This triptych structure unfolds at different rates of time (one week on land, one day at sea, one hour in the air) and is told in a non-linear fashion but unlike the tricky structures of previous efforts like Memento and Inception, Nolan doesn’t quite pull off the narrative acrobatics this time around. The stories do occasionally intersect in compelling ways — for instance, we see two instances of a downed pilot waving to his fellow airman with drastically differing contexts — but there aren’t enough of these payoffs to make the storytelling device work as well as it should. The timing of events also suggests that we should spend very little time in the air and much more on land but it felt to me that there was just as much footage of Hardy in the sky as there was following the action on the beach.
The most glaring difference in storytelling from the rest of Nolan’s oeuvre lies not in how it deals with sequencing of events but rather how little background and exposition we’re given as to what’s happening moment to moment, as the director instead decides to throw us right into the action with little context. Any detail that Nolan does give, as in the breathtaking opening scene where soldiers are walking aimlessly down an empty street as propaganda papers that demonstrate their helpless situation fly through the air, often gives us situational awareness but little personal insight to the characters. Nolan’s critics have often accused him of having characters over-explaining plot points within his own films and instead of finding a more happy medium, he goes completely the other direction and gives the audience very little to go on, which is a bold artistic choice but not one that paid off completely for me.
The biggest disappointment of Dunkirk is just how little dialogue Nolan, who has writing credits on all of his films excluding Insomnia, uses to not only set the scene but also to give us the character foundation necessary to be personally invested in what’s occurring on-screen. We’re barely able to learn all of the characters’ names before we’re asked to follow them into battle and we’re not given much more clarity into who these people are by the actions that they take; everyone fights for their survival and that’s about it. Again, I understand that this was a deliberate choice made for this film and I might not mind it if Nolan was a subpar screenwriter but he’s proven with his previous films that he has a great ear for clever and engaging dialogue and the decision to cut this aspect of his work out is a detriment to the final product.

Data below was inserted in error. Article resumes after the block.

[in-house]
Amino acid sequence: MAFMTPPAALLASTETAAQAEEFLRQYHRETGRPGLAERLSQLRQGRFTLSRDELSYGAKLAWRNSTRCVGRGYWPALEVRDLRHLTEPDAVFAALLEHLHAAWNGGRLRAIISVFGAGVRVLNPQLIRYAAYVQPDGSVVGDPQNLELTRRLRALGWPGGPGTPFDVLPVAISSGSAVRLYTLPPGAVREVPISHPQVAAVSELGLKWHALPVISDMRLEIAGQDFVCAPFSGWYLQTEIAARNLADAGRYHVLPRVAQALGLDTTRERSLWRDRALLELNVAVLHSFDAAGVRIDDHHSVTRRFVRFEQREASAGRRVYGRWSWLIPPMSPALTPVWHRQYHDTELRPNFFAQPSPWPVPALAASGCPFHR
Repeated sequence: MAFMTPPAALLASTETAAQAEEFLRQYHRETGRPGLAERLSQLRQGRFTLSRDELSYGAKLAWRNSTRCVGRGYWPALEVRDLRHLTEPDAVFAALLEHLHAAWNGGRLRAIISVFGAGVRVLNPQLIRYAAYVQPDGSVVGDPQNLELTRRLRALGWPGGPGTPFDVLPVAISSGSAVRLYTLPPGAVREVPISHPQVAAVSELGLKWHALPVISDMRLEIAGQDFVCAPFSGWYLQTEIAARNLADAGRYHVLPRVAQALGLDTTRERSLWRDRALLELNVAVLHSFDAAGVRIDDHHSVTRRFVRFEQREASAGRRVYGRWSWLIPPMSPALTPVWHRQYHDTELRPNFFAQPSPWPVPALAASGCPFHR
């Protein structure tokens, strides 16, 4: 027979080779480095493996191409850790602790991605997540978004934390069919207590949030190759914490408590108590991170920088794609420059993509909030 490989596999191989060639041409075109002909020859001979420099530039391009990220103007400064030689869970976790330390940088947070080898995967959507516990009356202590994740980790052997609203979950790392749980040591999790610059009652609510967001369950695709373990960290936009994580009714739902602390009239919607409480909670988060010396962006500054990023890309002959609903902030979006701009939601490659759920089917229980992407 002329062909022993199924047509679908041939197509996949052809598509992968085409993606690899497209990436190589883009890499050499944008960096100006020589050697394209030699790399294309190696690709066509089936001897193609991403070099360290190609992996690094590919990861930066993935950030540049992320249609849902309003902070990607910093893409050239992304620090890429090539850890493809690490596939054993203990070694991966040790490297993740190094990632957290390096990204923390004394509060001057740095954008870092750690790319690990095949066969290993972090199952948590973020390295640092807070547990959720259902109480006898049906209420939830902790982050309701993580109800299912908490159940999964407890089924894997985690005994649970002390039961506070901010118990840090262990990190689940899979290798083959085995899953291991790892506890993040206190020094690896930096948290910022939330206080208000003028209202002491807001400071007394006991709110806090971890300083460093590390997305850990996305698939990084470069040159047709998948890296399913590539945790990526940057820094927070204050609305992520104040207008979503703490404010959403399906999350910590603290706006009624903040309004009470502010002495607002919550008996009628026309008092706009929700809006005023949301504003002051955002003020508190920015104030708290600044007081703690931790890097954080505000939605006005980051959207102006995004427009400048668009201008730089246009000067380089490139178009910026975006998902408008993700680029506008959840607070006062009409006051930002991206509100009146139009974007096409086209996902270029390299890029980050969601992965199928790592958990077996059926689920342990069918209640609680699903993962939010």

Despite my misgivings, I was lucky enough to experience the film in the 70 mm IMAX format and there is no denying that Nolan and his cinematographer Hoyte van Hoytema have crafted plenty of indelible and unforgettable images within this film to make it as visually immersive as possible. The sonic package, also impressive but not mixed quite as effectively as it could have been, is filled out by the blending of a meticulous sound design along with Hans Zimmer’s pulsating and characteristically bombastic musical score. Dunkirk is as technically accomplished as anything Nolan has done up to this point but by denying himself the ability to utilize his most refined skills as a storyteller, he simply leaves too much unsaid.
After a tease of an appearance in the generally awful Batman v Superman: Dawn of Justice, DC has now given Wonder Woman a proper introduction into their Extended Universe with a standalone film that properly honors the principles behind the character even when it’s frustratingly conventional in its execution. While Wonder Woman is obviously groundbreaking as a female-led entry into a movie genre dominated by male protagonists, it feels slavishly devoted to the plot devices and story beats that we’ve seen in better superhero films over the years. Patty Jenkins hasn’t directed a feature since 2003’s Monster and like that masterpiece, she again builds the architecture of the film around a magnetic lead performance from an actress who’s fiercely committed to the material.